The Road Accident Fund Act 56 of 1996 (“the RAF Act”) has been described as ‘social legislation’.
Crucially, the Act’s fundamental objective is to provide protection to a wronged party who has suffered loss through the negligence or unlawful act on the part of a driver or owner of a vehicle.
Prescription is a rule of law that is designed to bring finality to disputes. Consequently, prescription shuts the door on the claimant effectively disabling them to issue a claim once the time period has lapsed.
In terms of the RAF Act, the period of prescription of a claimant’s claim is determined in accordance with the provisions of Section 23(3) which enjoins that:
“Notwithstanding subsection (1), no claim which has been lodged in terms of Section 17(4)(a) or 24 shall prescribe before the expiry of a period of five years from the date on which the cause of action arose.”
Like many other pieces of legislation, Section 23(3) of the RAF Act fails to provide for a situation where the last day of the prescription period falls on a weekend or a public holiday.
Accordingly, a strict interpretation of the RAF Act leads one to conclude that a claimant must serve summons within the prescribed five year period, failing which, such claim will fall outside the prescribed five years.
One of the pertinent issues facing the Supreme Court of Appeal (“the Court”) recently in the matter of Road Accident Fund v Masindi (586/2017)  ZASCA 94 (1 June 2018) (“the Masindi case”) was the interpretation of the prescription period under the RAF Act.
More specifically, the question (as alluded to above) facing the Court was what happens if the last day of the prescribed period was to fall on a weekend or public holiday?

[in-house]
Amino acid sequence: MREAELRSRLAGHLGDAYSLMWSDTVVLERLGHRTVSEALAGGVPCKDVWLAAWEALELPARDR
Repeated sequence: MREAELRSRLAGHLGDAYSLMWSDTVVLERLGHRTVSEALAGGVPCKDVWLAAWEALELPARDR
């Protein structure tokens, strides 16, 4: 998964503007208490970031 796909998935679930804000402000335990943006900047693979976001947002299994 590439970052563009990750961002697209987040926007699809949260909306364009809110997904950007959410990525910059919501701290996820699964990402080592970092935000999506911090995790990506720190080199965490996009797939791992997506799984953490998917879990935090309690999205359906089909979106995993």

In the Masindi case, the last day of the five year prescription period fell on a public holiday when the court closed. The five year prescription ended at midnight on Monday, 16 June 2014, however the 16th of June is a South African public holiday. i.e. Youth Day.
The Court, as such, was closed on the Saturday and Sunday prior (like normal) and also on the Monday.
In the circumstances, the last day on which the Court was actually open during the five-year period, strictly computed, was Friday, 13 June 2014.
Masindi would therefore have to ensure that the summons was issued by the Court and served by the Sheriff before close of business on the Friday (3 days before his claim actually prescribed) in order to ensure that he complied with a literal interpretation of Section 23(3) of the RAF Act.
Faced with deciding whether Masindi’s claim had prescribed, the Court unanimously decided to move away from a literalist approach of interpretation of Section 23(3) of the Act.
Despite arguments having been proffered that the Court should take into account the Interpretation Act to come to deciding the matter, Mocumie JA concluded that is a matter of interpretation and that instead of a literal approach to interpretation, a good place to start is with the Constitution.
The right of access to courts is a constitutional protected right that every person is entitled to. Section 34 enshrines that ‘everyone has the right to have any dispute that can be resolved by the application of law decided in a fair public hearing before a court or, where appropriate, another independent and impartial tribunal or forum.’
The Court further considered international law in light of engaging in an exercise of interpreting the Bill of Rights, as provided under Section 39 of the Constitution.
The Court held that effect must be given a constitutional interpretation which firstly guarantees that no rights are limited, and secondly promotes the rights enshrined therein. To this end, the Court held that it was enjoined to give a more purposive interpretation than a literalist approach.
Mocumie JA acutely sums up the situation as follows at paragraph 20 of the judgment:
“On a proper interpretation of s 23(3) of the RAF Act where the five year period for bringing a claim ends on a day when the court is closed, so that summons cannot be issued and served on that day, the five year period should end on the next working day. To hold otherwise would deprive the respondent of her right to claim which is an absurdity which the legislature could not have contemplated.”
Although the Court cautioned that this approach and exercise must be embarked upon on a case by case basis, its interpretation must certainly be applauded. To say otherwise, and thus endorse a more literalist approach, would only lead to a too hard an outcome to a possible claimant’s claim against the RAF.
The Court has once again shown that interpretation of statutes ought to continue with its move beyond the literalist approach of the past to an approach in line with our constitutional epoch – one which guarantees the promotion of rights.